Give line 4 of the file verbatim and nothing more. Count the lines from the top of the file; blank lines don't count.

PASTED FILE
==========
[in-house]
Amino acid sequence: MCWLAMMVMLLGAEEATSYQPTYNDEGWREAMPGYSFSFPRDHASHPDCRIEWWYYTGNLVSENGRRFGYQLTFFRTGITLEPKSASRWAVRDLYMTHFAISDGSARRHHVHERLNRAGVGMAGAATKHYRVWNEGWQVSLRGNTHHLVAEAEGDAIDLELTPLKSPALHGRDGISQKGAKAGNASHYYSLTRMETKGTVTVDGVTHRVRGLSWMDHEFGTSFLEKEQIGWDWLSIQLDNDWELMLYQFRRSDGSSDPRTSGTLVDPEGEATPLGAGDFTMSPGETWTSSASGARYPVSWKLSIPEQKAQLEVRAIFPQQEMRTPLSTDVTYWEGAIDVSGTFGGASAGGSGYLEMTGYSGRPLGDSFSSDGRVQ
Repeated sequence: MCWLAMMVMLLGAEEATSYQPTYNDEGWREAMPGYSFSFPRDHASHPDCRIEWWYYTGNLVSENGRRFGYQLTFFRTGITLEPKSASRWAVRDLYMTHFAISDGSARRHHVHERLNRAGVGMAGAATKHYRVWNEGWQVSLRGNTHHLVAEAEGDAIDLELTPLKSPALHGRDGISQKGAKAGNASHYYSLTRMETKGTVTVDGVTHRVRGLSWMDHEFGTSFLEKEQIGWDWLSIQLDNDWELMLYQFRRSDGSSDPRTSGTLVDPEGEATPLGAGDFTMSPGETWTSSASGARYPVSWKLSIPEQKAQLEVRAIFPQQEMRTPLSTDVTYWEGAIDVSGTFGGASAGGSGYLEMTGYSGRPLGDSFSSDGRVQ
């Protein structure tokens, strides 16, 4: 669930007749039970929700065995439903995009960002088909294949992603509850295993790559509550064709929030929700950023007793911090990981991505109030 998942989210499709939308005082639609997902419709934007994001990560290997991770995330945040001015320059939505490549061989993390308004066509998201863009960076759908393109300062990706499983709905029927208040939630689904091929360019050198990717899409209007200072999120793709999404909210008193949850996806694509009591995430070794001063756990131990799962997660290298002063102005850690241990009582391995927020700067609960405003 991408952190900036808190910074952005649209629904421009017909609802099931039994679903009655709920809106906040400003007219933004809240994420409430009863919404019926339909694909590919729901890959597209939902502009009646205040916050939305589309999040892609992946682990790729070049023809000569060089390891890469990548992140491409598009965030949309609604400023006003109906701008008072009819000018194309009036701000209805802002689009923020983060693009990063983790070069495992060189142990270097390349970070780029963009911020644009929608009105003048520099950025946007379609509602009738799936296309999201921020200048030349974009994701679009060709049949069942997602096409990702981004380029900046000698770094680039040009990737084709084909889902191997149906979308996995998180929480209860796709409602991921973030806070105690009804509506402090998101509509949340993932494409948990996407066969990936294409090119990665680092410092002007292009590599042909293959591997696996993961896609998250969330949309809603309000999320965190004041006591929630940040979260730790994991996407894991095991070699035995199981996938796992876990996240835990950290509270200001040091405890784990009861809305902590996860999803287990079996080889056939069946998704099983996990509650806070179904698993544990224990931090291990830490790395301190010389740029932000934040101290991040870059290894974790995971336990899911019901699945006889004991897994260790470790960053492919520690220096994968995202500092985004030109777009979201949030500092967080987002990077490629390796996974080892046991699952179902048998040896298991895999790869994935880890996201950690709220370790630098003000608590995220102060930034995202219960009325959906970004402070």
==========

């Protein structure tokens, strides 16, 4: 669930007749039970929700065995439903995009960002088909294949992603509850295993790559509550064709929030929700950023007793911090990981991505109030 998942989210499709939308005082639609997902419709934007994001990560290997991770995330945040001015320059939505490549061989993390308004066509998201863009960076759908393109300062990706499983709905029927208040939630689904091929360019050198990717899409209007200072999120793709999404909210008193949850996806694509009591995430070794001063756990131990799962997660290298002063102005850690241990009582391995927020700067609960405003 991408952190900036808190910074952005649209629904421009017909609802099931039994679903009655709920809106906040400003007219933004809240994420409430009863919404019926339909694909590919729901890959597209939902502009009646205040916050939305589309999040892609992946682990790729070049023809000569060089390891890469990548992140491409598009965030949309609604400023006003109906701008008072009819000018194309009036701000209805802002689009923020983060693009990063983790070069495992060189142990270097390349970070780029963009911020644009929608009105003048520099950025946007379609509602009738799936296309999201921020200048030349974009994701679009060709049949069942997602096409990702981004380029900046000698770094680039040009990737084709084909889902191997149906979308996995998180929480209860796709409602991921973030806070105690009804509506402090998101509509949340993932494409948990996407066969990936294409090119990665680092410092002007292009590599042909293959591997696996993961896609998250969330949309809603309000999320965190004041006591929630940040979260730790994991996407894991095991070699035995199981996938796992876990996240835990950290509270200001040091405890784990009861809305902590996860999803287990079996080889056939069946998704099983996990509650806070179904698993544990224990931090291990830490790395301190010389740029932000934040101290991040870059290894974790995971336990899911019901699945006889004991897994260790470790960053492919520690220096994968995202500092985004030109777009979201949030500092967080987002990077490629390796996974080892046991699952179902048998040896298991895999790869994935880890996201950690709220370790630098003000608590995220102060930034995202219960009325959906970004402070």